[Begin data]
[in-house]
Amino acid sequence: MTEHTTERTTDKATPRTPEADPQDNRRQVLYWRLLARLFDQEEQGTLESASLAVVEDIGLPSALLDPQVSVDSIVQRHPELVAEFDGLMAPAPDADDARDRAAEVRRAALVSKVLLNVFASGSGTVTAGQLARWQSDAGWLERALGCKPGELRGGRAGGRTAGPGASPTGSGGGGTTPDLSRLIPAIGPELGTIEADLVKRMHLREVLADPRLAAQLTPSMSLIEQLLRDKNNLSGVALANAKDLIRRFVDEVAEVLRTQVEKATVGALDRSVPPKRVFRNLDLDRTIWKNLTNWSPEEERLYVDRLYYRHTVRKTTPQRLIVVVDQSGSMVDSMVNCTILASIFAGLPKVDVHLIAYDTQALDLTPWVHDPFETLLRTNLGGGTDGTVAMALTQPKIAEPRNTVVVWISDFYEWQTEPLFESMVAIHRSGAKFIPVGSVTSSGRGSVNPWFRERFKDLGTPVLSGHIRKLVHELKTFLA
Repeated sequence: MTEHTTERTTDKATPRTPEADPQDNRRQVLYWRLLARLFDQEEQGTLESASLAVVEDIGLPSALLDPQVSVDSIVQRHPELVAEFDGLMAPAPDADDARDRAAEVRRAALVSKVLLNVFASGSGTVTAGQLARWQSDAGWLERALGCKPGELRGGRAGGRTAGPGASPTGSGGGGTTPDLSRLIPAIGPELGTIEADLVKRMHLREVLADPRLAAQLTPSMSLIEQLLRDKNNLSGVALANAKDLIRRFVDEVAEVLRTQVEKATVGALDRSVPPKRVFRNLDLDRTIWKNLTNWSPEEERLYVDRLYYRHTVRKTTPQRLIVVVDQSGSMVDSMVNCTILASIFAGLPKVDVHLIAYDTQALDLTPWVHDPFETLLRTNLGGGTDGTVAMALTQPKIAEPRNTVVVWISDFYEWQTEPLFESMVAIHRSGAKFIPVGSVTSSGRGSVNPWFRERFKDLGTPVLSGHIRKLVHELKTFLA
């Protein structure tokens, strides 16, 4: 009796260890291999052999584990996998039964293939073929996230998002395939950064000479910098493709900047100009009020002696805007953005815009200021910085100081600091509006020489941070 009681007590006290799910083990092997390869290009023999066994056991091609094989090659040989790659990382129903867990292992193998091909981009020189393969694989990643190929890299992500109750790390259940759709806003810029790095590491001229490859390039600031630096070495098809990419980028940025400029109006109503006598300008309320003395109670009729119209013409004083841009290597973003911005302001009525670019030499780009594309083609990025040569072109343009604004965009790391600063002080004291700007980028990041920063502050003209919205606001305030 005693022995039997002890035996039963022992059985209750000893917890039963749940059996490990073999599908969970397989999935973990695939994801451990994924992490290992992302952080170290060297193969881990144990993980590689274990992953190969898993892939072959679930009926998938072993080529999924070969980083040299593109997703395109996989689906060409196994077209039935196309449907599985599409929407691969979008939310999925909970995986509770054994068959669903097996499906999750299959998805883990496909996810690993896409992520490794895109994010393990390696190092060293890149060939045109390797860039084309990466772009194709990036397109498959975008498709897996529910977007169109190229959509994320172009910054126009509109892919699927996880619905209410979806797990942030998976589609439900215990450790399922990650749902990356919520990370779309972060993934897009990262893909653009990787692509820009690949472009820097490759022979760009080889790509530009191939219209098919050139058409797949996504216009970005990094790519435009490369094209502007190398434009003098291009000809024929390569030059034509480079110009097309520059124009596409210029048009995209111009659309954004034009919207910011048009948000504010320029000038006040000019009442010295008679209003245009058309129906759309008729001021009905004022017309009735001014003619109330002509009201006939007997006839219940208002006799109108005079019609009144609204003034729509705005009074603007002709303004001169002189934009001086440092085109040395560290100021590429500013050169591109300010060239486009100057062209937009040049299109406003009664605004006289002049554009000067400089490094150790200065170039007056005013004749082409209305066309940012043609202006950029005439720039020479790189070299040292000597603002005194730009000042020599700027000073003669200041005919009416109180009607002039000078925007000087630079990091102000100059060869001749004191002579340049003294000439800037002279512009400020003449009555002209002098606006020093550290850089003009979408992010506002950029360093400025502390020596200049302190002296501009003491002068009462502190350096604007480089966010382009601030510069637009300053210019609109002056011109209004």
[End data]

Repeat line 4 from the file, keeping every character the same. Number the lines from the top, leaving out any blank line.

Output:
């Protein structure tokens, strides 16, 4: 009796260890291999052999584990996998039964293939073929996230998002395939950064000479910098493709900047100009009020002696805007953005815009200021910085100081600091509006020489941070 009681007590006290799910083990092997390869290009023999066994056991091609094989090659040989790659990382129903867990292992193998091909981009020189393969694989990643190929890299992500109750790390259940759709806003810029790095590491001229490859390039600031630096070495098809990419980028940025400029109006109503006598300008309320003395109670009729119209013409004083841009290597973003911005302001009525670019030499780009594309083609990025040569072109343009604004965009790391600063002080004291700007980028990041920063502050003209919205606001305030 005693022995039997002890035996039963022992059985209750000893917890039963749940059996490990073999599908969970397989999935973990695939994801451990994924992490290992992302952080170290060297193969881990144990993980590689274990992953190969898993892939072959679930009926998938072993080529999924070969980083040299593109997703395109996989689906060409196994077209039935196309449907599985599409929407691969979008939310999925909970995986509770054994068959669903097996499906999750299959998805883990496909996810690993896409992520490794895109994010393990390696190092060293890149060939045109390797860039084309990466772009194709990036397109498959975008498709897996529910977007169109190229959509994320172009910054126009509109892919699927996880619905209410979806797990942030998976589609439900215990450790399922990650749902990356919520990370779309972060993934897009990262893909653009990787692509820009690949472009820097490759022979760009080889790509530009191939219209098919050139058409797949996504216009970005990094790519435009490369094209502007190398434009003098291009000809024929390569030059034509480079110009097309520059124009596409210029048009995209111009659309954004034009919207910011048009948000504010320029000038006040000019009442010295008679209003245009058309129906759309008729001021009905004022017309009735001014003619109330002509009201006939007997006839219940208002006799109108005079019609009144609204003034729509705005009074603007002709303004001169002189934009001086440092085109040395560290100021590429500013050169591109300010060239486009100057062209937009040049299109406003009664605004006289002049554009000067400089490094150790200065170039007056005013004749082409209305066309940012043609202006950029005439720039020479790189070299040292000597603002005194730009000042020599700027000073003669200041005919009416109180009607002039000078925007000087630079990091102000100059060869001749004191002579340049003294000439800037002279512009400020003449009555002209002098606006020093550290850089003009979408992010506002950029360093400025502390020596200049302190002296501009003491002068009462502190350096604007480089966010382009601030510069637009300053210019609109002056011109209004």